Former Google CEO Eric Schmidt and his family have now become citizens of the island nation of Cyprus, according to Cypriot and foreign media reports.
The former software magnate and CEO, who is now worth a cool $19.2 billion as of Sunday, according to Bloomberg’s Billionaire Index, appears to have taken advantage of Cyprus’ generous program in which foreigners are granted citizenship after investing between $2 million to $3 million in the country.
Otherwise known as the “Golden Visa” program, Cyprus’ citizenship program has come under a great deal of scrutiny lately, with the Speaker of its Parliament being ousted from his position after being the object of a sting operation involving the sale of visas to convicted criminals.
Al Jazeera published a blistering series of reports which documented the sale of a passport to someone who was portrayed by an undercover reporter as a Chinese friend who had been convicted of money laundering.
Cyprus law states that foreigners may be granted Cypriot citizenship if they have owned property worth at least 2 million euros for more than five years there. However, the more than generous scheme has historically attracted a great deal more Russian oligarchs than US technology moguls.
82nd-Wealthiest Man in the World
The 65-year-old Schmidt, who was at the helm of the tech giant from 2001 until 2011, is currently the 82nd richest man in the entire world.
According to the website Recode and the Cypriot newspaper Alithia, Schmidt and his wife Wendy and daughter Sophie have been granted approval to become citizens of the island nation, which has long been known for being a tax haven and a place where money laundering has been rife.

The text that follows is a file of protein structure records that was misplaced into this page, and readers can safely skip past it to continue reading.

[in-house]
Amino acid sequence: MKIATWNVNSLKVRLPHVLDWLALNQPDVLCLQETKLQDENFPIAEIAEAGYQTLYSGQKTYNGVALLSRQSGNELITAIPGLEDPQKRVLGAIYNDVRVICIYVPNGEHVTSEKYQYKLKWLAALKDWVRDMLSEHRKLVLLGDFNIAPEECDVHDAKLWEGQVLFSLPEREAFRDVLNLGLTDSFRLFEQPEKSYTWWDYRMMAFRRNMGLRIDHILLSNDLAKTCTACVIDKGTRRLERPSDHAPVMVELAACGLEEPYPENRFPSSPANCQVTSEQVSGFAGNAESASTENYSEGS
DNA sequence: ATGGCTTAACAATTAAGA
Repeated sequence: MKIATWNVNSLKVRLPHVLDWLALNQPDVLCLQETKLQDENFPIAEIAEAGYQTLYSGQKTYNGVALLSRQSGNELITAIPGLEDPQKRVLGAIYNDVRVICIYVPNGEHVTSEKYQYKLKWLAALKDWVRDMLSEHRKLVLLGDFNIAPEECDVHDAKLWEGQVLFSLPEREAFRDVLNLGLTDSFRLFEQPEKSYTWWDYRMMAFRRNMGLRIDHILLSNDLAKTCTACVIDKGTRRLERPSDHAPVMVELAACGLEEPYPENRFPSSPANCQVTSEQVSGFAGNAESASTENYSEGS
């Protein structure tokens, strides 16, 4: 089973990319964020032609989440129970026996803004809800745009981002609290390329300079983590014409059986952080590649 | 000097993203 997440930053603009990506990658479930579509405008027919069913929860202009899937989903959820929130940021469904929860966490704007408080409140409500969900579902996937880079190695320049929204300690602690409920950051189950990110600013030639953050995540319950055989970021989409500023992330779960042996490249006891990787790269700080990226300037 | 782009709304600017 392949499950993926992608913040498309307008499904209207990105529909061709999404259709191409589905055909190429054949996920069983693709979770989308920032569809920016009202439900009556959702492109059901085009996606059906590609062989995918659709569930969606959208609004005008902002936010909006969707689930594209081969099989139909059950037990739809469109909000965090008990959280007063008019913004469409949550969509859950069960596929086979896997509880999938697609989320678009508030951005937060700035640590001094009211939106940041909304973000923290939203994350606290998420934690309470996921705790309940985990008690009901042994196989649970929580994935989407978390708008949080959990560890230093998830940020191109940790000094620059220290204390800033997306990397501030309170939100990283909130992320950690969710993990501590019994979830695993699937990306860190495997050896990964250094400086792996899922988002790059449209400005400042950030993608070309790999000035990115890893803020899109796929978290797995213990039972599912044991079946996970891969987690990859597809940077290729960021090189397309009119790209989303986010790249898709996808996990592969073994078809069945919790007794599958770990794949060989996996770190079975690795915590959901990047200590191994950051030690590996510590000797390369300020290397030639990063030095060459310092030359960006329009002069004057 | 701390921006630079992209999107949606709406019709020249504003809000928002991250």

Owning a Cypriot passport would give Schmidt the ability to freely enter all the nations of the European Union and avoid some coronavirus travel bans.
Cyprus’ long-standing “Citizenship by Investment” program provides significant tax breaks to foreigners who invest between $2 million and $3 million into the country. The Recode report stated that Schmidt most likely applied for citizenship within the past year.
There was no response to a request on the part of CNBC for a comment from Schmidt or one of his representatives.
He had served as the chief executive of Google from 2001 to 2011, before he was made executive chairman of the firm. He subsequently moved on to the executive chairmanship of Alphabet, where he served until 2018.